A musician from Windsor, Ont., is hoping a new song will give voice to many in the province who are upset about soaring hydro prices.
Jeremy Renaud – who goes by J Reno – published the song Hydro Bills Monday which had been viewed almost 100,000 times on Facebook by Wednesday evening.
Renaud, who described himself as a “regular guy who makes hip hop music,” told Global News he was inspired to write the song based on his personal experience with hydro.
“I felt like getting my frustrations out and venting my personal opinion on the situation, and music is my platform. So that’s how it all came about,” he said.
“There’s a lot of times where, you know, we’re picking at the cupboard to eat because, you know, I have to wait for the next pay cheque because I’ve paid the hydro bill because they won’t work with you. You either pay it or they shut you off and when you have got kids in your house, that’s not an option. You cannot let it get shut off.”
For Renaud and his family, he said they’ve had to make sacrifices.
“There’s been times where I’ve skimped out pretty hard on groceries. There’s times where my cell phone bill doesn’t get paid. There’s times where, you know, just all around… just makes every day really, really tight and hard to get through,” he said.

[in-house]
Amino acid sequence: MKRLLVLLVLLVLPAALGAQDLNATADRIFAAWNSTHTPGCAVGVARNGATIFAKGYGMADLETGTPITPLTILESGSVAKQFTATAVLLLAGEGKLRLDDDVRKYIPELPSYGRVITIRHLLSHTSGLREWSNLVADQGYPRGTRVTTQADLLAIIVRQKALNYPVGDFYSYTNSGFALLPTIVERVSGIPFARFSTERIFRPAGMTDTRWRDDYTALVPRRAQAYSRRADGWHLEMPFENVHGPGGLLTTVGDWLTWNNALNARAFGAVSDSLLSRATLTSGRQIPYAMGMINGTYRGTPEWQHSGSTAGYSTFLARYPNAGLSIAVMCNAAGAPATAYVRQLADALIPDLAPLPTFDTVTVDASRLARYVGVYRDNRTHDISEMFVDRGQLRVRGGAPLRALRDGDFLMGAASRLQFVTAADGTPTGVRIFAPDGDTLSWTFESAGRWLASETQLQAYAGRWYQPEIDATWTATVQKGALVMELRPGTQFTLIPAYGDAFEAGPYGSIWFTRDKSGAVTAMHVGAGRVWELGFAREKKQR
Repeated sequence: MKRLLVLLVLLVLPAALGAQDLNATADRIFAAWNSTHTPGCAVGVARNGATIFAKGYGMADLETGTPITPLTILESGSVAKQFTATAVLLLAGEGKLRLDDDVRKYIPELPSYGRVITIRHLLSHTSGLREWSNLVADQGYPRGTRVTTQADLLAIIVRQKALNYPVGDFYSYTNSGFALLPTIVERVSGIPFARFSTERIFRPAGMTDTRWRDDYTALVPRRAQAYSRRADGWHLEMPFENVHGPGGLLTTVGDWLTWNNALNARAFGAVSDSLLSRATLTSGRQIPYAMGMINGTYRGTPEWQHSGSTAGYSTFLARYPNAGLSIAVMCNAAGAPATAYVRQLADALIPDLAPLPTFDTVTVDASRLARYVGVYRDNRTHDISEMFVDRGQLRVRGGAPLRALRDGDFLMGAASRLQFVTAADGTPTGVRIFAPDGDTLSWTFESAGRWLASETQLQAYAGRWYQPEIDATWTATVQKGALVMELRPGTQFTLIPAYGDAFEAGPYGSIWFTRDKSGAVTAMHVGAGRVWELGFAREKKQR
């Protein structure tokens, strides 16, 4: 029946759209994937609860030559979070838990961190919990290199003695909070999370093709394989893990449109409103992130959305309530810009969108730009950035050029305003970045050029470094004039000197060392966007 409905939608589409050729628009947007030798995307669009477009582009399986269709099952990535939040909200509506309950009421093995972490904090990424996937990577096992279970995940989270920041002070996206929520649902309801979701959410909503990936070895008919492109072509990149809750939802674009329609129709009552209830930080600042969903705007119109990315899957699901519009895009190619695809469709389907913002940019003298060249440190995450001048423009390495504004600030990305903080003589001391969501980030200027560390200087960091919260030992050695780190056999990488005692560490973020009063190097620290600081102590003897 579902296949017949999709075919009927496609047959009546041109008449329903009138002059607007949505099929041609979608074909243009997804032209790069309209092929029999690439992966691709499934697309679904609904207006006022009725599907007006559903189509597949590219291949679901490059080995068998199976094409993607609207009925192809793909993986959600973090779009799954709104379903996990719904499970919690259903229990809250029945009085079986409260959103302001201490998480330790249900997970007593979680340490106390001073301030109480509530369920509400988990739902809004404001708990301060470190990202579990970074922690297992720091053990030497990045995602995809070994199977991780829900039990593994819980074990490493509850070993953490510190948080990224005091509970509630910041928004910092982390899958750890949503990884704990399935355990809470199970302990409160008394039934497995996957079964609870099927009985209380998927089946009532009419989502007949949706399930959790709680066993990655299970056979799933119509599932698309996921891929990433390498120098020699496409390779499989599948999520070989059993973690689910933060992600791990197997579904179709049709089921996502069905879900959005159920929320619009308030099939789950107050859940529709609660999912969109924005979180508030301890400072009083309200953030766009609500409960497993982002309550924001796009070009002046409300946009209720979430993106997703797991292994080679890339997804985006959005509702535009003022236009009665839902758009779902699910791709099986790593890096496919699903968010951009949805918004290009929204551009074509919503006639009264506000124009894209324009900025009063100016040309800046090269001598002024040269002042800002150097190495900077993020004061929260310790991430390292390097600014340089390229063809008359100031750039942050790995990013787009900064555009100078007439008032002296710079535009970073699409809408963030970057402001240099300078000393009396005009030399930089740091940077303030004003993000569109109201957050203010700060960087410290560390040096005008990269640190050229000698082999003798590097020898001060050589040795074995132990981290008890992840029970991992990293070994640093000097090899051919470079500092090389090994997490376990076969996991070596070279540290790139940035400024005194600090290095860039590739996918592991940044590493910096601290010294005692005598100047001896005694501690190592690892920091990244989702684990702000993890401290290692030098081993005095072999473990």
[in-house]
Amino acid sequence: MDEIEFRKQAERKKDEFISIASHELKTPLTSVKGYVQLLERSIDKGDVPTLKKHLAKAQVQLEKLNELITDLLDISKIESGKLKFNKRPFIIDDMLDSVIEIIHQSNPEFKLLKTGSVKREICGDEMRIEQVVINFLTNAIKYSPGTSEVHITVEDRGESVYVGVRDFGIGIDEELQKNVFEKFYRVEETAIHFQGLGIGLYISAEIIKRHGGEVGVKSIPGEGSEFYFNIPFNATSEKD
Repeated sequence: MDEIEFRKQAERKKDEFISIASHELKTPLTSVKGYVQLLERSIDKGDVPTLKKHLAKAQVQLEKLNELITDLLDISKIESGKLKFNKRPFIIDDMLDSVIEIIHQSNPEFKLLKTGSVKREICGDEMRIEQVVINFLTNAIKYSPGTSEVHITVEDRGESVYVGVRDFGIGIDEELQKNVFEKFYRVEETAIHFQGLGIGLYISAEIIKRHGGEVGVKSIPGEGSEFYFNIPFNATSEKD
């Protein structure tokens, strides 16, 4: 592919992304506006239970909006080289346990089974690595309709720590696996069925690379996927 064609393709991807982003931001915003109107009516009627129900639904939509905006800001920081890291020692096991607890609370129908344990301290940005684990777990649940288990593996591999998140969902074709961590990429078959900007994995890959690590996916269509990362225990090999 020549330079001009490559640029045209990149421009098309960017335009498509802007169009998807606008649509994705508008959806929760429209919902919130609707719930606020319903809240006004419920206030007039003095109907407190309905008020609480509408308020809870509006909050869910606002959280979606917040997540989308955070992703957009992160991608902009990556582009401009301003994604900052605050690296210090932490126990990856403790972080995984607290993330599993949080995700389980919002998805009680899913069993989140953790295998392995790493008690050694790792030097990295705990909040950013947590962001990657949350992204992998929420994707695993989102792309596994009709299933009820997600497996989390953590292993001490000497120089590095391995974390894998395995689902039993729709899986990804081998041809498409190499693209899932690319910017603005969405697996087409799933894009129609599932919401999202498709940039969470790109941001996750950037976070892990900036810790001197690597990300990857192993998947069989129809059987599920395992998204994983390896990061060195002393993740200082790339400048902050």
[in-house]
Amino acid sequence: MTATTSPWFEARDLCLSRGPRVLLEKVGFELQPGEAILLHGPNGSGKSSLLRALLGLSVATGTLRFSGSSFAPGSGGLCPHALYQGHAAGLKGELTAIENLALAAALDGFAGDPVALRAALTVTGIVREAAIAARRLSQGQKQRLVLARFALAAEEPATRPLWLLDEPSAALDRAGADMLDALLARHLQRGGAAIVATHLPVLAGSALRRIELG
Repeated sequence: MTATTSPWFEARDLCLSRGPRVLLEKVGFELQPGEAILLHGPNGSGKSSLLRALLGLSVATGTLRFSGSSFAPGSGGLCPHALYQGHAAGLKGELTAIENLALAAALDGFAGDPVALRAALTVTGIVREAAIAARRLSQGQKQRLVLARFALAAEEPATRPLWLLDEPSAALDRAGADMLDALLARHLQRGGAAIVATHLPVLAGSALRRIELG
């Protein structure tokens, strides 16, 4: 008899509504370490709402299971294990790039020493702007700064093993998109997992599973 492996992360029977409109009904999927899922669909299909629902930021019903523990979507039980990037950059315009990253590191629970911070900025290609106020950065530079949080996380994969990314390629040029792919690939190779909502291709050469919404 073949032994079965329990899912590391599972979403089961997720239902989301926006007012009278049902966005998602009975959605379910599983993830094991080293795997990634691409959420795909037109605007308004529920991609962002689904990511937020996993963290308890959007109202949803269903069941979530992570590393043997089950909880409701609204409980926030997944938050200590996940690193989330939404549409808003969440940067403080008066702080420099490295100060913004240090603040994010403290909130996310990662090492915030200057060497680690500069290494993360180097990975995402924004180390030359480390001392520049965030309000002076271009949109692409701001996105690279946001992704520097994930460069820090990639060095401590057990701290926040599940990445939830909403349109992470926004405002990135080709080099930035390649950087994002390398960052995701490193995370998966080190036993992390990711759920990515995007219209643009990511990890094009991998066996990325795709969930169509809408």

Since the video’s release, Renaud said he has received over 1,000 comments and messages with many thank yous.
“A lot of people don’t have a means to project the way they feel about the situation or a lot of people feel like their voices aren’t being heard … I have a platform I can express my opinion,” he said.
“As a musician for the style of music I normally do, this isn’t going to help me sell records or get more shows or stuff like that. It’s more about being a voice for people.”
Meanwhile, more hydro relief for Ontario ratepayers will be announced before the spring budget, Wynne said Wednesday as she met with a Windsor-area resident.
Libby Keenan, who has a farm with several horses in Amherstburg, Ont., wrote a Facebook post complaining about hydro rates that was shared more than 21,000 times.
With files from The Canadian Press